First week of the SEACCR course is over and I’m feeling good about my understanding of the course objectives and what’s expected from me. I spent some time at the beginning of the week reviewing the course website and downloading documents and materials to help me stay on track. I always appreciate seeing the course syllabus from the beginning, particularly because I want to see the rubrics and overall standards. It helped to also find out that rubrics for all assignments are always on Livetext. However, the organizing timeline and course schedule that outlines all the assignments, blog topics, and due dates were probably the most helpful documents to help me understand the scope of work that I will be completing in the course.
Joining the web meeting was fairly easy and intuitive. If there was video of Dr. Jones speaking, I wasn’t able to view that, but I felt the course overview was informative and helped to reinforce what I had read on the course website. The questions that other students had in the chat and through the audio were also helpful in clarifying the course information. I also appreciated that we went through using Tweetdeck because I was able to set up columns for all of my courses.
The class twitter session was fun and informative and using Tweetdeck absolutely saved me from getting lost in the tweets! I also enjoyed using Padlet for the first time to keep track of the ideas and resources shared by others. Hopefully we continue that for our future twitter sessions; I usually try to go back and read through the tweets again and reviewing the Padlet board was very helpful. As I went back and read the class tweets yesterday, I realized there were others who were asking questions or sharing resources that I had missed. I will probably try to build in time throughout the week to check out the course tweets since I don’t regularly get on Twitter outside of the class sessions.
Accessing the course reading materials was very convenient and I really enjoyed reading both articles. I did some additional reading through outside sources but ultimately I used the course material to guide my thoughts in responding to the essential question. I’ve been brainstorming ideas for my research project before the course even began and I wanted to add the top two ideas that I’ve come up with, into my blog for others to give me feedback.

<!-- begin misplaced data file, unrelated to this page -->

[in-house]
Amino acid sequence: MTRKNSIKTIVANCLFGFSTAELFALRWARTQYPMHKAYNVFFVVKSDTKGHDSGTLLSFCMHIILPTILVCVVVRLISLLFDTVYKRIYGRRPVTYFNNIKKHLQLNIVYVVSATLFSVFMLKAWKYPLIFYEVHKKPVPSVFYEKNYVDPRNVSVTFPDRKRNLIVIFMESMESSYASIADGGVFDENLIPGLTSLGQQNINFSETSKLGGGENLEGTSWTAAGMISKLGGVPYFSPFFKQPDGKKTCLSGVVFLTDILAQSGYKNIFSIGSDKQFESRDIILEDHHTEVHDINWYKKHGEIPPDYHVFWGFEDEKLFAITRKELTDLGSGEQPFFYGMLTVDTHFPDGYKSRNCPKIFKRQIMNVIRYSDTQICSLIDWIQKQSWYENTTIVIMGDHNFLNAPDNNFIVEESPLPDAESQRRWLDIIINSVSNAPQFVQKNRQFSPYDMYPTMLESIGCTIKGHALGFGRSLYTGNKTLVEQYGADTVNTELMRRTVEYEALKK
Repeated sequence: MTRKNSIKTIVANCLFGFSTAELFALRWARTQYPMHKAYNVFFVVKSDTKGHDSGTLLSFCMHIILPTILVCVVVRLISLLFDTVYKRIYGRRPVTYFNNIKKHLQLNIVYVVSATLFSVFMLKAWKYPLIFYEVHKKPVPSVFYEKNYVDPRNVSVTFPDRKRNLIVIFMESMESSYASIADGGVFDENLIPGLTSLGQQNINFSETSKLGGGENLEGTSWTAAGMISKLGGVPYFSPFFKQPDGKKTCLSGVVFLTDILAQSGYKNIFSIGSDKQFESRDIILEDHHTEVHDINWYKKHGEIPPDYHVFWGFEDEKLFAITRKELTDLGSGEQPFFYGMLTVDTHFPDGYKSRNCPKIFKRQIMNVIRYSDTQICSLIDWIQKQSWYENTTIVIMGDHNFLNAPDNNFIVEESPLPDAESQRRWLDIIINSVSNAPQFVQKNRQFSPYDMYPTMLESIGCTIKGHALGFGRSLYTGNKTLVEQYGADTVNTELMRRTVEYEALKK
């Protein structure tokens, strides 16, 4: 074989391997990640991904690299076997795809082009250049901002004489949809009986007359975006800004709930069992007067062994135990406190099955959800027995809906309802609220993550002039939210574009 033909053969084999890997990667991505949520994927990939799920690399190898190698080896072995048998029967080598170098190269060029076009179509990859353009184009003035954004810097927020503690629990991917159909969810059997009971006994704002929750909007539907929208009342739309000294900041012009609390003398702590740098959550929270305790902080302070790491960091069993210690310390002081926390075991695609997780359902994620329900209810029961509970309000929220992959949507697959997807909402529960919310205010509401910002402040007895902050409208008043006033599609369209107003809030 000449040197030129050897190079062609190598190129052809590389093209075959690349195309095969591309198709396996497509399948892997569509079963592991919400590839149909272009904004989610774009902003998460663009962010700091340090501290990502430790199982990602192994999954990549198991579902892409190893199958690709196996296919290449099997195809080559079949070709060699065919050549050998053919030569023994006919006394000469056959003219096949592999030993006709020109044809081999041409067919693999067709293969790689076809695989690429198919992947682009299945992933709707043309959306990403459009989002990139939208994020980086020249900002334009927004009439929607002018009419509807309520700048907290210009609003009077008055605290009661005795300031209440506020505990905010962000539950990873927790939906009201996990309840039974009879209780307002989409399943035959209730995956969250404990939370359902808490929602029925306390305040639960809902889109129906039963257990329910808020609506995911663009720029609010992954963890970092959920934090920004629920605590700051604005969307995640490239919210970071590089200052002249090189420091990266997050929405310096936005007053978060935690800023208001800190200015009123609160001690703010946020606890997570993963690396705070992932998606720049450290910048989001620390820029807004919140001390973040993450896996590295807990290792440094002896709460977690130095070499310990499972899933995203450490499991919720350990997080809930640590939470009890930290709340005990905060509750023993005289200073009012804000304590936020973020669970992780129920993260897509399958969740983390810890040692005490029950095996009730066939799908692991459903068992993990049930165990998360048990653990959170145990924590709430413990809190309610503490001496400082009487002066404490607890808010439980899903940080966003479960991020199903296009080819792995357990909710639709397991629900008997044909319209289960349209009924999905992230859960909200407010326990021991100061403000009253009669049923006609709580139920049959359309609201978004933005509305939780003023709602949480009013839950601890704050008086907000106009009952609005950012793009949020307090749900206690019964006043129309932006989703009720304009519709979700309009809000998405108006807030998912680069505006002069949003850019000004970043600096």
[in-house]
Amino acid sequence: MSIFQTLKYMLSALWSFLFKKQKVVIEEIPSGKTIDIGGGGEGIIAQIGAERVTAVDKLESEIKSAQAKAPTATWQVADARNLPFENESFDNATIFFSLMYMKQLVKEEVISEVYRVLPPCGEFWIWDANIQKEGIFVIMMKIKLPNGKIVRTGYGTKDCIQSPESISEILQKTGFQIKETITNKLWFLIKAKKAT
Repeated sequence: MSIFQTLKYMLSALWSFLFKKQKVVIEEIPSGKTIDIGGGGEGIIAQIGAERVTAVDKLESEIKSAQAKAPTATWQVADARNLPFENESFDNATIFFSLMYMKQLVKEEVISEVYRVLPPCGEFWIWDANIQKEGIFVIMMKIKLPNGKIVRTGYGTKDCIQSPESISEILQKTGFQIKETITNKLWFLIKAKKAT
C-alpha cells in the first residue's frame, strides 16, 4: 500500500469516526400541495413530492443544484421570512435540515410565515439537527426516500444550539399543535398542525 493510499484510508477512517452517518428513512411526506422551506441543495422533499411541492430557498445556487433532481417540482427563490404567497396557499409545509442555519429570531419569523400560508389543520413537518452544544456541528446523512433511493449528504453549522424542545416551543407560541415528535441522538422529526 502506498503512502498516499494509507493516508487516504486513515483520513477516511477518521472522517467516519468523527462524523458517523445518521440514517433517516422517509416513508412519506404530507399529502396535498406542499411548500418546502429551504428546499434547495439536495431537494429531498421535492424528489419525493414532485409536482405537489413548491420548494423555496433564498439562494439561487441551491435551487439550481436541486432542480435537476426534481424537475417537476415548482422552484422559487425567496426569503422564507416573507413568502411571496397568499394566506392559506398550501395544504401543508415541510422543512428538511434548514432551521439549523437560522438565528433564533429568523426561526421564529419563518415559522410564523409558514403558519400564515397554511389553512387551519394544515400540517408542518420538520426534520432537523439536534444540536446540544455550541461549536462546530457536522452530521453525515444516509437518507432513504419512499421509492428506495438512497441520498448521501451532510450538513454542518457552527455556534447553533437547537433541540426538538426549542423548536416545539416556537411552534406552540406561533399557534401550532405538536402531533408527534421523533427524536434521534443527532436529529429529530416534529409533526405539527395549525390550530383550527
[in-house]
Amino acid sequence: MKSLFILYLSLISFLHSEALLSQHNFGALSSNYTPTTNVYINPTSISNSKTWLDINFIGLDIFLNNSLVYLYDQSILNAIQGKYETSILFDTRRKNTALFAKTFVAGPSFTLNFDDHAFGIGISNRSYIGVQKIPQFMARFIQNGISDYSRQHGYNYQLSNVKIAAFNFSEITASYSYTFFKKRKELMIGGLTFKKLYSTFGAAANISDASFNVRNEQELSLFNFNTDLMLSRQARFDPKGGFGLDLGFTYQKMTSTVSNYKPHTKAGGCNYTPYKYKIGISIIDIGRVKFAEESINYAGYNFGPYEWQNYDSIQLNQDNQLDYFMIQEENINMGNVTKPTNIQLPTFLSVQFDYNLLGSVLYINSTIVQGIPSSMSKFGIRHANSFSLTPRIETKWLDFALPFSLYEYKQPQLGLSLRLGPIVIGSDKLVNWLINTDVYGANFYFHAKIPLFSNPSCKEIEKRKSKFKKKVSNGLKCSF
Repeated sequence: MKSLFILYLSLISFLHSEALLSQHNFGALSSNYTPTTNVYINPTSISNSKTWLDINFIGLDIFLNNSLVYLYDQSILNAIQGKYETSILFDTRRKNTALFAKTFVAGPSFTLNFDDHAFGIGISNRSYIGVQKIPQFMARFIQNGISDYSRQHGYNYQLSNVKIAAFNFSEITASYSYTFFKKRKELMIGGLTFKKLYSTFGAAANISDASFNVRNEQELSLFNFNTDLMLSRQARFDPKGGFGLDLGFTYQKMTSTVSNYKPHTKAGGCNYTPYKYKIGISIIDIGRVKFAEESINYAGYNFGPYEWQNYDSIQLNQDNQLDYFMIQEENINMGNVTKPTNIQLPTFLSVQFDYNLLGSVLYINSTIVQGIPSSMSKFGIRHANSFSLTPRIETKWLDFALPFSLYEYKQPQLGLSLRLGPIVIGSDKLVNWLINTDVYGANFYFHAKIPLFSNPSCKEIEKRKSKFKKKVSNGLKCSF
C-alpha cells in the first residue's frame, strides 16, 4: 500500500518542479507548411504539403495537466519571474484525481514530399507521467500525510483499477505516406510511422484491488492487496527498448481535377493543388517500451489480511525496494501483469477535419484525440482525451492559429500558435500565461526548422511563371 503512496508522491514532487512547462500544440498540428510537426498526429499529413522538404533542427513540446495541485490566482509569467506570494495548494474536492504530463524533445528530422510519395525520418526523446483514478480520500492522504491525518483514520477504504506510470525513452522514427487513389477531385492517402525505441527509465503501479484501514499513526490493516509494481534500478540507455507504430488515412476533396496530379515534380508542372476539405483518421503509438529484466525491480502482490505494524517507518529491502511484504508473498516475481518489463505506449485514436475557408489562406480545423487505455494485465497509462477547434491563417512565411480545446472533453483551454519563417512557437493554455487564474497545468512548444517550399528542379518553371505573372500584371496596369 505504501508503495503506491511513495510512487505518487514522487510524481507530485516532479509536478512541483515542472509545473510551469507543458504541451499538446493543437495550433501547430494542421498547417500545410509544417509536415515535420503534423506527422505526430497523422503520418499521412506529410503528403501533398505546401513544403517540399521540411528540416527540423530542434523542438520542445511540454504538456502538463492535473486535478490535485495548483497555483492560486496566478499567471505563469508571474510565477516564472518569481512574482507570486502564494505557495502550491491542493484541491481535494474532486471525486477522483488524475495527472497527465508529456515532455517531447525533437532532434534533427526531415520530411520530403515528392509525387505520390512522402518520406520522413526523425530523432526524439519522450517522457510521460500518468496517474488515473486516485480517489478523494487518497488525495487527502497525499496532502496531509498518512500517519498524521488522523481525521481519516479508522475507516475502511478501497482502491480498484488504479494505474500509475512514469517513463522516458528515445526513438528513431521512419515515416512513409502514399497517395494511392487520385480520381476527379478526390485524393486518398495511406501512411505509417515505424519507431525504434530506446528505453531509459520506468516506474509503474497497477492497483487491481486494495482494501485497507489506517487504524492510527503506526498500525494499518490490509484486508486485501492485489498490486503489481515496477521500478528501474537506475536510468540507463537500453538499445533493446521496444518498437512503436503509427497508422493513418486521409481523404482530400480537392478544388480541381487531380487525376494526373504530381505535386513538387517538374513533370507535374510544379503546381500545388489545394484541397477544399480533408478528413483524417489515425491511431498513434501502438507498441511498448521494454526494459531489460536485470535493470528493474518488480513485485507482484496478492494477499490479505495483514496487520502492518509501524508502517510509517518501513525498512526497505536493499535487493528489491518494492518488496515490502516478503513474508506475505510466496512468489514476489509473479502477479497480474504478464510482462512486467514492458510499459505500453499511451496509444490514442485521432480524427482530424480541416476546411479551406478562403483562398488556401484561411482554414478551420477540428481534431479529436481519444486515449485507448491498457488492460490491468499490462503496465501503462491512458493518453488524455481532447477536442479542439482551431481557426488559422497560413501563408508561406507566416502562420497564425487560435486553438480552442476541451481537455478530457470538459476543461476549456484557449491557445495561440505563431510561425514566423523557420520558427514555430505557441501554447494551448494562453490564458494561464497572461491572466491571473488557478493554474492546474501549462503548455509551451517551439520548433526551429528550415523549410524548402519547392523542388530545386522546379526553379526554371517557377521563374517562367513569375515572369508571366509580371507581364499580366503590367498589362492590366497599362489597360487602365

I was able to read all of the blogs that were posted and was very impressed with the collective experiences of the group! There were some blogs that I wasn’t able to comment and later I went back and emailed those writers to ask them to enable comments; from what I remember, comments aren’t automatically enabled when you create a site, so I assumed that it just hadn’t been enabled by those users.
I was able to receive some feedback about my research topic ideas (yay!!) and I wrote down the comments and questions on my brainstorm board to help me refine my research question. From reading other blogs, I realized that classroom research is not something extra but rather an integral part of my practice. If done well, the research uses and builds on what I already do, but also helps me be more effective and efficient in my work. One of my goals now is to build on my work in this course and add an area of ongoing professional research to my work “portfolio.” I also learned that getting very specific and narrowing a focus for my research can be a challenge at first, but will make the research go much better, and not be overwhelming for me. I’d like to see this week if others would like to meet in Twitter or on Hangouts to brainstorm and help refine research topics. I am finding that it is also hard to keep up with all the discussion threads on all the blogs so I want to focus on several each week and try to rotate to other bloggers throughout the course.
Onward to Week 2!!